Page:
In the above-described color recording apparatus, the second intensity stabilizing means may execute the same control sequence as the one for stabilizing the intensity of light emanating from a semiconductor laser during a non-print (or record) period in print (or record) mode.

The second intensity stabilizing means may also execute the same control sequence as the one for stabilizing the intensity of light emanating from a semiconductor laser during a non-print (or record) period during which printing (or recording) is shifted from one of a plurality of areas to another area.

In this case, the non-print period during which printing is shifted from one of a plurality of areas to another area is a non-print period during which printing is shifted from one color area to another color area in multi-rotation color print mode. In APC performed during a pre-processing period, the first intensity stabilizing means and second intensity stabilizing means compensate for an error derived from APC. Thus, a difference in density between sheets of print paper as well as a difference in density between colors in color image print mode is alleviated.

Other objects, advantages, and effects of the present invention will be further apparent from the detailed description, accompanying drawings, and claims.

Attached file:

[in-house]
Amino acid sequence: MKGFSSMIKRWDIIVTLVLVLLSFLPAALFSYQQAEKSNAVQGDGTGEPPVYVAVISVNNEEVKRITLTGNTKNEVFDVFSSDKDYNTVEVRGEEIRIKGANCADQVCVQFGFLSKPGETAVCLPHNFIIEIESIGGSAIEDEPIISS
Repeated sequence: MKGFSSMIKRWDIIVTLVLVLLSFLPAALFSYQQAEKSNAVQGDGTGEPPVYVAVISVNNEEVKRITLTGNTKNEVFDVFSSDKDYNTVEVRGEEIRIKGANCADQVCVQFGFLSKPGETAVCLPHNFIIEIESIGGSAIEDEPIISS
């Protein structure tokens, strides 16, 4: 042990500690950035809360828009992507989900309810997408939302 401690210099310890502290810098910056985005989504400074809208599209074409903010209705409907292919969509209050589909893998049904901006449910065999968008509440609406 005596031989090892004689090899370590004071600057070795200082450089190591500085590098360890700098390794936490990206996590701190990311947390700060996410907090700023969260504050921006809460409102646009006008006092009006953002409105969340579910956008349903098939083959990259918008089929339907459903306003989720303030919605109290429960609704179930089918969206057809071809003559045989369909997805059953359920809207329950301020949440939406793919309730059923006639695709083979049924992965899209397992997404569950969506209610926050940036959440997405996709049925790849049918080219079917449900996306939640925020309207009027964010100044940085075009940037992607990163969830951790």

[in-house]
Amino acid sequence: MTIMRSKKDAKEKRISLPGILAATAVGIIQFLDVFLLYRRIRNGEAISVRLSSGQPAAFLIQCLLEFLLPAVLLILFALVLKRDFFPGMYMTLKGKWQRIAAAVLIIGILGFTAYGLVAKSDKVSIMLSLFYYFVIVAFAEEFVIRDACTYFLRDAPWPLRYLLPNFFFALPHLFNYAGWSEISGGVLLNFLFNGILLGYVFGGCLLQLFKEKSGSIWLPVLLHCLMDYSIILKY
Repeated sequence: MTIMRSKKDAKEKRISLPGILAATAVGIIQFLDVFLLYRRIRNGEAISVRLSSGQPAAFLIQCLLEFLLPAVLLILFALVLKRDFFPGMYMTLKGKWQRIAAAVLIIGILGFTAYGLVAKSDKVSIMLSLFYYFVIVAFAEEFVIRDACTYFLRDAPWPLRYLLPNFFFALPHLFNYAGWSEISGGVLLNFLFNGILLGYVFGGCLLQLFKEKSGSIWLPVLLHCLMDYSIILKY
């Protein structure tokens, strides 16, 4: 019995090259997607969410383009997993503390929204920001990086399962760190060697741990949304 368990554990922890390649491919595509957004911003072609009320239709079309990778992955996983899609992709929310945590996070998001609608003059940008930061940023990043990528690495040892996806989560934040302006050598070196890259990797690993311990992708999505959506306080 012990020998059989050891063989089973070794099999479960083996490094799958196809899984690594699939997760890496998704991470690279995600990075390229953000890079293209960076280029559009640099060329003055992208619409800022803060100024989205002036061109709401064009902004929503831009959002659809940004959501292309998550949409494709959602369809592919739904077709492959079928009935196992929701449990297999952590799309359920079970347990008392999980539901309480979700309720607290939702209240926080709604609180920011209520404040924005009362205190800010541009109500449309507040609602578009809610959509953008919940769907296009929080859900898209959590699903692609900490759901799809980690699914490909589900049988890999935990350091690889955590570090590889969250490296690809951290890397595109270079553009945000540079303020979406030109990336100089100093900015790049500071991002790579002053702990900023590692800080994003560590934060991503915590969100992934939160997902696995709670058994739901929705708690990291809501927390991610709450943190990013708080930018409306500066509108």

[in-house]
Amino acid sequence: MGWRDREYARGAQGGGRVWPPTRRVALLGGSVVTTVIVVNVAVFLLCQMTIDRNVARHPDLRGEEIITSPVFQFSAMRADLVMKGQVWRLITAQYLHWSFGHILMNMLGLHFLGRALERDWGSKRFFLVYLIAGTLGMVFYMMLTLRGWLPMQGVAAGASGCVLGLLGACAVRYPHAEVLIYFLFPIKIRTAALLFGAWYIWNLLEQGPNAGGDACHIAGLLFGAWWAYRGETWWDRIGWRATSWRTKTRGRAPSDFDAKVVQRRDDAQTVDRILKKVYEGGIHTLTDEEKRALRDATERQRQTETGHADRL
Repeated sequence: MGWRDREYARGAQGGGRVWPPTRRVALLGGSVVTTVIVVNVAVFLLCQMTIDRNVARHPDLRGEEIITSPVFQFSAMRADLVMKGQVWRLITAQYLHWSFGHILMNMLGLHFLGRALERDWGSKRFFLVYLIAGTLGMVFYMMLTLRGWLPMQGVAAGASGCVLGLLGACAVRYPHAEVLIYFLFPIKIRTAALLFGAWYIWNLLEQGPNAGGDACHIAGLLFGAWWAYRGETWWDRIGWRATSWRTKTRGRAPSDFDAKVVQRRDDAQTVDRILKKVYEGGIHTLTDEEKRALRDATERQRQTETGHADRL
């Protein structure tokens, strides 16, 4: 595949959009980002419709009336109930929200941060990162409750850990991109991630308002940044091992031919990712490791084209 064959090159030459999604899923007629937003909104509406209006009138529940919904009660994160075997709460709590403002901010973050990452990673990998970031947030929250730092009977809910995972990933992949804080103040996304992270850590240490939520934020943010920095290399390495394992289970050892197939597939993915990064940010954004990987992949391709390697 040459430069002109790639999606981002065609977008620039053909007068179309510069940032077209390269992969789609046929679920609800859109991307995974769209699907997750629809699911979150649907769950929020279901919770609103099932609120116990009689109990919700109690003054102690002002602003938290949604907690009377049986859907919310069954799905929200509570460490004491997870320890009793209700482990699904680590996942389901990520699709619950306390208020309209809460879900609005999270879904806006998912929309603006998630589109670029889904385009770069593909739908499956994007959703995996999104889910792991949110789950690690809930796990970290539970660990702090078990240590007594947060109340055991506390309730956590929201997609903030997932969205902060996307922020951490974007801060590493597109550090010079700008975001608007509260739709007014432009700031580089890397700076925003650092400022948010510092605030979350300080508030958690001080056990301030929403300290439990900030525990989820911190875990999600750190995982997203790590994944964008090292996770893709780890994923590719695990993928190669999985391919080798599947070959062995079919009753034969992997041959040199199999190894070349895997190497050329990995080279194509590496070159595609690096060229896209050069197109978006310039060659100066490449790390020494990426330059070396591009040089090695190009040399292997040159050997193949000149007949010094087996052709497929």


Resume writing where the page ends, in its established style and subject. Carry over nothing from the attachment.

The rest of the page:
BRIEF DESCRIPTION OF THE DRAWINGS

FIG. 1 is a block diagram showing an example of an intensity control circuit for a semiconductor laser in accordance with the present invention;

FIG. 2 is a flowchart showing an intensity stabilization sequence;

FIG. 3 illustrates an error derived from APC in accordance with the present invention;

FIG. 4 is an explanatory diagram concerning initial APC in accordance with the present invention;

FIG. 5 is a sectional view showing an overall structure of a color printer;

FIG. 6 shows a laser beam scanner;

FIG. 7 is a block diagram showing a configuration of a semiconductor laser drive circuit;

FIG. 8 is a timing chart showing an example of timing of executing unblanking in a multi-rotation color printer;